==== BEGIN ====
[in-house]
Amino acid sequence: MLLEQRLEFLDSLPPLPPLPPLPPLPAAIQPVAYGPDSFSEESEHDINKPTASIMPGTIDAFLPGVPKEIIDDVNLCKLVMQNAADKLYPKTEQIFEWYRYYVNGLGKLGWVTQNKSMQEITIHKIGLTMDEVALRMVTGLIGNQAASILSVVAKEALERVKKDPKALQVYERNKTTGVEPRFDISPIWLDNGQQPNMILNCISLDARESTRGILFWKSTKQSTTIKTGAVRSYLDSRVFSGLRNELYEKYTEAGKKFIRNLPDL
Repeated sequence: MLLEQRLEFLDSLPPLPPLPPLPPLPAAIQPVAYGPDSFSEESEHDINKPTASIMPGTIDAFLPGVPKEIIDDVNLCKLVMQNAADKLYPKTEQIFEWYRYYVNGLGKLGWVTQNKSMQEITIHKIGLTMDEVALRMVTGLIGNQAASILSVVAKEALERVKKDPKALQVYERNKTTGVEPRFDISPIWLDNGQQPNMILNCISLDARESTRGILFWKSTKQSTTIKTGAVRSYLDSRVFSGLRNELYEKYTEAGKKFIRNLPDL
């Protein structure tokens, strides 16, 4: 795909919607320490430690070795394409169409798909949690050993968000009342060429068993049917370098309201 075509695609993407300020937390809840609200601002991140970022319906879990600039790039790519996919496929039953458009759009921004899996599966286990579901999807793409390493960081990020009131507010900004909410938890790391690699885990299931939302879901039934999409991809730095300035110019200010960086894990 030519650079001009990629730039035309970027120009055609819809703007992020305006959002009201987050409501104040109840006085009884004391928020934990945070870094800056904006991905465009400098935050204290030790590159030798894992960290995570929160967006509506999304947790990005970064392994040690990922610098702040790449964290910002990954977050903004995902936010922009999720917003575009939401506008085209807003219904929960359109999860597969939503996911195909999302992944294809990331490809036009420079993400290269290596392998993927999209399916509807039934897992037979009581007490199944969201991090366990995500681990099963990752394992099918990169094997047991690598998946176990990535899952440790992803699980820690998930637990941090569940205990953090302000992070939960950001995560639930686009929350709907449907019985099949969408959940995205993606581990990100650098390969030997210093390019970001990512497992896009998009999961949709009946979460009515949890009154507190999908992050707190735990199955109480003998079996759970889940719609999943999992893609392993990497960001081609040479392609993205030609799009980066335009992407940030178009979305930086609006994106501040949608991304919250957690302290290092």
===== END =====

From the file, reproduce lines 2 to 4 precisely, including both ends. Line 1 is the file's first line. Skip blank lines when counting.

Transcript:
Amino acid sequence: MLLEQRLEFLDSLPPLPPLPPLPPLPAAIQPVAYGPDSFSEESEHDINKPTASIMPGTIDAFLPGVPKEIIDDVNLCKLVMQNAADKLYPKTEQIFEWYRYYVNGLGKLGWVTQNKSMQEITIHKIGLTMDEVALRMVTGLIGNQAASILSVVAKEALERVKKDPKALQVYERNKTTGVEPRFDISPIWLDNGQQPNMILNCISLDARESTRGILFWKSTKQSTTIKTGAVRSYLDSRVFSGLRNELYEKYTEAGKKFIRNLPDL
Repeated sequence: MLLEQRLEFLDSLPPLPPLPPLPPLPAAIQPVAYGPDSFSEESEHDINKPTASIMPGTIDAFLPGVPKEIIDDVNLCKLVMQNAADKLYPKTEQIFEWYRYYVNGLGKLGWVTQNKSMQEITIHKIGLTMDEVALRMVTGLIGNQAASILSVVAKEALERVKKDPKALQVYERNKTTGVEPRFDISPIWLDNGQQPNMILNCISLDARESTRGILFWKSTKQSTTIKTGAVRSYLDSRVFSGLRNELYEKYTEAGKKFIRNLPDL
């Protein structure tokens, strides 16, 4: 795909919607320490430690070795394409169409798909949690050993968000009342060429068993049917370098309201 075509695609993407300020937390809840609200601002991140970022319906879990600039790039790519996919496929039953458009759009921004899996599966286990579901999807793409390493960081990020009131507010900004909410938890790391690699885990299931939302879901039934999409991809730095300035110019200010960086894990 030519650079001009990629730039035309970027120009055609819809703007992020305006959002009201987050409501104040109840006085009884004391928020934990945070870094800056904006991905465009400098935050204290030790590159030798894992960290995570929160967006509506999304947790990005970064392994040690990922610098702040790449964290910002990954977050903004995902936010922009999720917003575009939401506008085209807003219904929960359109999860597969939503996911195909999302992944294809990331490809036009420079993400290269290596392998993927999209399916509807039934897992037979009581007490199944969201991090366990995500681990099963990752394992099918990169094997047991690598998946176990990535899952440790992803699980820690998930637990941090569940205990953090302000992070939960950001995560639930686009929350709907449907019985099949969408959940995205993606581990990100650098390969030997210093390019970001990512497992896009998009999961949709009946979460009515949890009154507190999908992050707190735990199955109480003998079996759970889940719609999943999992893609392993990497960001081609040479392609993205030609799009980066335009992407940030178009979305930086609006994106501040949608991304919250957690302290290092």